In May 2019, the United States Patent and Trademark Office (USPTO) issued an Examination Guide (Guide) outlining a pathway for trademark registration for certain cannabis and cannabis-related goods and services (including CBD). This reversed its previous policy prohibiting any cannabis-related trademark registrations. As a result of the USPTO’s Guide and the anticipated competitive business environment of this field, we expect to see a significant influx of cannabis-related trademark applications. Brand protection is important in all industries and cannabis-related companies spending time, effort and money branding their products understand the benefits of a federal trademark (notable examples include Marley Natural™ and Leafs by Snoop™) (Snoop Dogg).
Benefits of brand protection include:
• Ability to use the registered trademark symbol (®) to put others on notice that your brand exists and is protected
• Incontestability after 5 years of continuous use
• A basis for foreign registrations
• Use of U.S. Customs and Border Protection to block imports that infringe on the mark
• Prevention of loss of goodwill (and sales) by inferior infringing products
• Intellectual Property value added in licensing agreements and merger and acquisitions
The key provisions of the USPTO Guide are:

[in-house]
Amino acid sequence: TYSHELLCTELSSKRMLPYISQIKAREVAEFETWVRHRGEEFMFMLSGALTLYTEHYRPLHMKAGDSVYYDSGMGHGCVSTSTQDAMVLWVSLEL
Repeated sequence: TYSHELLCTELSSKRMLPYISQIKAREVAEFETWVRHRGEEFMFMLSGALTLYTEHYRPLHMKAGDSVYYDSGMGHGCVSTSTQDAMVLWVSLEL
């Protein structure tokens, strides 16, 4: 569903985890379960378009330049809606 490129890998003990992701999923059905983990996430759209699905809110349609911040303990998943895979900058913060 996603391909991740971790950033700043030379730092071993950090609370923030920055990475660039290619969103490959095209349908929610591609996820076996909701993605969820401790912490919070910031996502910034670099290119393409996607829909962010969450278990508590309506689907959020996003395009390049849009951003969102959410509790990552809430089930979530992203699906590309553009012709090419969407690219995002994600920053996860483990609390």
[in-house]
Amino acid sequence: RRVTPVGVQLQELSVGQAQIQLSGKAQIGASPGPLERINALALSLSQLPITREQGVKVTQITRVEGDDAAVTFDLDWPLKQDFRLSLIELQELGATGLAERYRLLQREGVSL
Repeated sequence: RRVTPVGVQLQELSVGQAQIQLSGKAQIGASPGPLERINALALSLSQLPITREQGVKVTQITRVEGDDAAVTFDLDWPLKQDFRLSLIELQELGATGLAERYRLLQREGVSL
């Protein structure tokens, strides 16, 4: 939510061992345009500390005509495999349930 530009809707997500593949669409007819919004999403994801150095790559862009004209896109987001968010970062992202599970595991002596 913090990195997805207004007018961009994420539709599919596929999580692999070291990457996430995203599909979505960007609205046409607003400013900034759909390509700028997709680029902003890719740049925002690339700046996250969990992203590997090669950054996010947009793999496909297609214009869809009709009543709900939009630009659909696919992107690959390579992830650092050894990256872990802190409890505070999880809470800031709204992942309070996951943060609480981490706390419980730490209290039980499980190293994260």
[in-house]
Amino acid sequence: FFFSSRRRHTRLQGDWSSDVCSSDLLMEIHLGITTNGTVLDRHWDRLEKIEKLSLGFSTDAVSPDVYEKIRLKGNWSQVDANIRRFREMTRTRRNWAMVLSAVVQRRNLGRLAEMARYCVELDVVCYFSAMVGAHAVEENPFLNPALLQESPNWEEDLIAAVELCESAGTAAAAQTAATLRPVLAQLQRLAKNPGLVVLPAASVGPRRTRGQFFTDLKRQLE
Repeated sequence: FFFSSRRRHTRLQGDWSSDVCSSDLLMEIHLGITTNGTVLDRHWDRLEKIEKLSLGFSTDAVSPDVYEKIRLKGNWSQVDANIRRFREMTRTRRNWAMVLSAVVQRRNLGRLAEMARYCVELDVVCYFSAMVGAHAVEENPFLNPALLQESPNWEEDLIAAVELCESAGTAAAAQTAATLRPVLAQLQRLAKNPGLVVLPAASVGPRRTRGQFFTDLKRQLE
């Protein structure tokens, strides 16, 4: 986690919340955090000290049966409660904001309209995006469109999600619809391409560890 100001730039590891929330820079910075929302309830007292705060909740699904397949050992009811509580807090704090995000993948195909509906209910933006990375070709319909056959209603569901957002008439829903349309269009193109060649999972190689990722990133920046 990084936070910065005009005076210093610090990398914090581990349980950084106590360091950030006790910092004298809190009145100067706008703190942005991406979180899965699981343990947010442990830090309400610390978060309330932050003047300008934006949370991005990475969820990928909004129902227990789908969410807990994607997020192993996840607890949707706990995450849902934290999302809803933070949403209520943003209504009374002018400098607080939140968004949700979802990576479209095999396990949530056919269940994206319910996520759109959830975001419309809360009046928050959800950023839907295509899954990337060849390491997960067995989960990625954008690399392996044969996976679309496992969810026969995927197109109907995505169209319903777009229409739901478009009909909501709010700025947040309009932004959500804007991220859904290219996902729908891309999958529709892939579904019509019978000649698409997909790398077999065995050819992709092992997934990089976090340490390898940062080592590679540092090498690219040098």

• To be eligible for Federal Trademark protection the goods and services must be hemp-derived and must have less than 0.3% tetrahydrocannabinol (THC). The trademark application must
explicitly state this is the case.
• The underlying product or service must be legal under federal law, including the Agriculture Improvement Act of 2018 (2018 Farm Bill) (which made hemp-derived cannabis products with THC
less than 0.3% federally legal), and under state law. The USPRO reiterated its position that trademarks relating to illegal goods and services are not eligible for trademarks, even if they are legal
under state (but not federal) laws.
• USPTO will determine the legality of the product or services (i.e. trademarkability) based on an analysis of: The Controlled Substances Act (CSA), The Federal Food Drug and Cosmetic Act
(FDCA), and The Farm Bill.
• USPTO will take into account Food and Drug Administration (FDA) and U.S. Department of Agriculture (USDA) regulations when determining “lawful use” issues. For example, FDA restrictions exist for hemp-derived foods, beverages, dietary supplements or pet treats which will affect trademarkability.
• The application filing date must be after December 20, 2018. For applications filed prior to that date, Applicants may either amend the application to change the date or file a new application.
How Frier Levitt Can Help
A cursory search using the search terms cannabis or hemp revealed over 4,000 trademarks and applications. Clearly, the USPTO has opened the door for cannabis-related trademarks (including for CBD products). The trademarkabilty of such products and services is a nuanced and evolving issue. For assistance in navigating the trademark examination process for cannabis marks, contact Frier Levitt, LLC.